It’s been quite a while since I posted on this blog, but I hope my excuses are legitimate. Last March after returning from ten months of traveling around the world, I joined digital agency Ueno as a Senior Marketing Strategist. Fast forward one year later, and I just became a mom to my first child! So, things have been busy but wonderful. And I’m here to tell you a bit more about the wonderful lesson Ueno has taught me about creating a culture of diversity and inclusion.
Diversity and inclusion sounds like a cliche HR term we’ve heard all too often, without stopping to think about what it means or have meaningful conversations about how to achieve it. The truth is, I didn’t think much about it until I started working at the most culturally diverse company I’ve ever been a part of… and a light bulb went off.
We represent six nationalities in our office of only ten people. It’s amazing. At any moment I might hear four different languages being spoken, and we spend our team lunches talking about cultural differences, where and how people grew up, and learn all kinds of fascinating tidbits about each other’s home countries. (One of our favorite topics is food because there’s no better source of culture, and we’re all foodies!) Our differences actually unify the team by giving us the shared identity of being international. When we have clients or friends visit our office, I proudly tell them that I am one of only two born-and-raised Americans in the office, naming all of the different countries where my colleagues are from. Impressive, right!?
Our wealth of cultural backgrounds impacts our work more than you might think. We’re all influenced by the things we grew up around, and learning about these different experiences sparks curiosity in one another. It leads us to ask more questions. In one example, I never realized how weird and stupid the American tradition of Groundhog’s Day is until a French colleague asked, perplexed, “So Americans think a little animal can predict the end of winter… for real?” Ummm, yeah, it’s super weird. And I’d never questioned it before.
So, while Trump isn’t making it easy, I would encourage any company to hire international employees. It really does impact the overall flavor of a company and naturally fosters creativity.
In addition to our international employees, Ueno has a culture of sharing ideas. The thought that great ideas can come from anywhere is ingrained in us. A designer can have a great marketing idea. A marketer can offer valuable design input. And, importantly, an employee with two years of experience can have an equally valid idea as the employee with ten years. Some might describe this as a flat culture, but to me it’s common sense. How can people grow professionally if they aren’t encouraged to share and test ideas?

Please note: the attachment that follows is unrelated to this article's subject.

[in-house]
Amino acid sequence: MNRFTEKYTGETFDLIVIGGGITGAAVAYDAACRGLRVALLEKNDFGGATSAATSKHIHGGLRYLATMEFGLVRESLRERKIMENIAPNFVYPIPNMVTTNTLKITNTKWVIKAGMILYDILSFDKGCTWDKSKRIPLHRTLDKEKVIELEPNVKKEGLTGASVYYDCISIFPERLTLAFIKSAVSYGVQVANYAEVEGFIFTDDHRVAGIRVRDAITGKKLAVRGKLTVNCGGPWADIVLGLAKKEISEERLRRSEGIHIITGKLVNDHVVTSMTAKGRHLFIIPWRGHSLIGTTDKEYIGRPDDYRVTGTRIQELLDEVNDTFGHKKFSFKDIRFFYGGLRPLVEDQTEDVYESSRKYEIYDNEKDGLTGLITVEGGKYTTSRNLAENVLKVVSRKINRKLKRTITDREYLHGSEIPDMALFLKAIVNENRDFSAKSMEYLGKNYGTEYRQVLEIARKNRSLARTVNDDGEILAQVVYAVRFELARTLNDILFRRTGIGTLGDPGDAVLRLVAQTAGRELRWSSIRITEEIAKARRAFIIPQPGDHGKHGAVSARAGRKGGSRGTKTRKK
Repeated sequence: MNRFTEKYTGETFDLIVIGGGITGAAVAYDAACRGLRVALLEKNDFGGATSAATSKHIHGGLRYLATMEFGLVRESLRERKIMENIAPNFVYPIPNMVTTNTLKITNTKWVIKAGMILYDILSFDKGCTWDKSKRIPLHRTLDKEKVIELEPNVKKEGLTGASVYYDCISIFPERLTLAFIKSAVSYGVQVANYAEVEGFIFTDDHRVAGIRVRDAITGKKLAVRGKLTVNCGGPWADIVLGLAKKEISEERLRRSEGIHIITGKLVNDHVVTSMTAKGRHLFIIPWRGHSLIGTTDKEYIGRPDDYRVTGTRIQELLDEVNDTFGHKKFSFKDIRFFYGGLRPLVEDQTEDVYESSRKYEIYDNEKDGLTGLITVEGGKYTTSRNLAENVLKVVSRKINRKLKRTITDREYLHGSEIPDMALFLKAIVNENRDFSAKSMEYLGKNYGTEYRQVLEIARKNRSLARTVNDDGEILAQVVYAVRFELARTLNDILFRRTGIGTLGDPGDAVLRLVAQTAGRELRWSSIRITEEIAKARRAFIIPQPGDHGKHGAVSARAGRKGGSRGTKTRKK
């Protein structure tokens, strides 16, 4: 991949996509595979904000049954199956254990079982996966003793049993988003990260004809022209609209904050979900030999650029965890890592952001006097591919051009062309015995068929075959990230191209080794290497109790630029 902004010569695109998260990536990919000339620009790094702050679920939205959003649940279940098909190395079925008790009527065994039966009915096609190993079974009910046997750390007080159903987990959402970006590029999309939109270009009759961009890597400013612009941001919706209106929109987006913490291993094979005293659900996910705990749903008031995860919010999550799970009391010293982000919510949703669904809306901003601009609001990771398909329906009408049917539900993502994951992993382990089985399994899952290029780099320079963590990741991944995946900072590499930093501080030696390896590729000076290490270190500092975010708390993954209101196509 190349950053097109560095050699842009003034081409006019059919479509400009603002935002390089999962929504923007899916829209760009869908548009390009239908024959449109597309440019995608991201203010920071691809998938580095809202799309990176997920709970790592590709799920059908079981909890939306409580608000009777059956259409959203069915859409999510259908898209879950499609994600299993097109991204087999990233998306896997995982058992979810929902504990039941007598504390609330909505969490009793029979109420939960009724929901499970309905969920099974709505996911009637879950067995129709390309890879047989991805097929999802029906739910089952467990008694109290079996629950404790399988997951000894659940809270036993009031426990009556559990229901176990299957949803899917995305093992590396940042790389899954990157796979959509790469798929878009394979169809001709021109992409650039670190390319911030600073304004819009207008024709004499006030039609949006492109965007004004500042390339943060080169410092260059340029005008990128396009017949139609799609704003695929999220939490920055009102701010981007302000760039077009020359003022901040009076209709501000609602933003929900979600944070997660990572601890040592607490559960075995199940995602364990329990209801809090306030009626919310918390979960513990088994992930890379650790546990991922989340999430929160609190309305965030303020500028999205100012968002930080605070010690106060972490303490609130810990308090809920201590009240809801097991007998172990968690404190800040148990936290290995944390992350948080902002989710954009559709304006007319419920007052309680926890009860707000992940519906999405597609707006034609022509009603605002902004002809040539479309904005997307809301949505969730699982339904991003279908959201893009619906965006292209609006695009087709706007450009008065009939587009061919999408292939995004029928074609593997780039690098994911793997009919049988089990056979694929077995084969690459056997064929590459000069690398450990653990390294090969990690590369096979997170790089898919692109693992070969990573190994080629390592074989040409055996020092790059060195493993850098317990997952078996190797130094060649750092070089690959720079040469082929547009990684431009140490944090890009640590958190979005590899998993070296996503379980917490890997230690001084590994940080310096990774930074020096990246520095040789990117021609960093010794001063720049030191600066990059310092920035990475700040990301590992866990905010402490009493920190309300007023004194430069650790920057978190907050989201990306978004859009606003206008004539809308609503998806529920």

The tricky part is soliciting ideas from people who might otherwise keep their mouths shut for a myriad of reasons… “That’s not my job” or “I’m thinking too differently from everyone else” or “This will probably sound stupid.” One thing I’ve learned from my boss is that you can proactively include people by asking them, specifically by name, what they think during meetings. Rather than inviting general feedback, calling on someone specifically for their ideas–even if it may seem like putting someone on the spot–is much more effective. Over time, people get used to it and can start to feel more comfortable sharing what’s on their mind. It’s not easy to open up to people and put yourself out there, and I personally still need to work on it. But if I’m asked my opinion, I’ll definitely take the opportunity.
It helps to have a socially-conscious and inclusive leadership team. I want to share something one of our company leaders recently shared on Slack:
Ok, so I’ve observed that some of our younger and non-english native people sometimes don’t fully understand what people are talking about, and feel too embarrassed and vulnerable about it to call it out.
Communication is the foundation for understanding and our ability to function but more importantly our ability to connect as people.
Two things to keep in mind:
1) If english is not your first language, you shouldn’t be afraid to be vulnerable about your language. You are learning and learning is hard. You should not get blamed for not speaking perfect English, or for not understanding the native english speakers (or anyone really). You are here because we want you here, we love that you have a different background and you add value in so many different types of ways.
2) To native speakers: english is the company language, but Ueno is an international company: you need to be aware that not everybody shares your cultural and language context. You are responsible for making yourself understood, not the other way around.
If you don’t understand something, just ask. And if you still don’t understand that’s ok, just ask again. And keep asking until you understand.
A simple observation with encouragement like this could make all the difference. Even if it seems like it should go without saying, it needs to be said.
Our diversity track record isn’t perfect. We’re mostly white, and our tech/development team is overwhelmingly male. But diversity is a common theme and one of our core values. It’s a crucial area of focus for our leadership team as we grow.
This may not be a marketing-specific topic, but I hope it sparks some thinking about diversity and inclusion, and why it’s so important to any business. Thinking and talking about it is a great first step to creating a stronger, more inclusive culture.
-Posted by Elizabeth Donovan-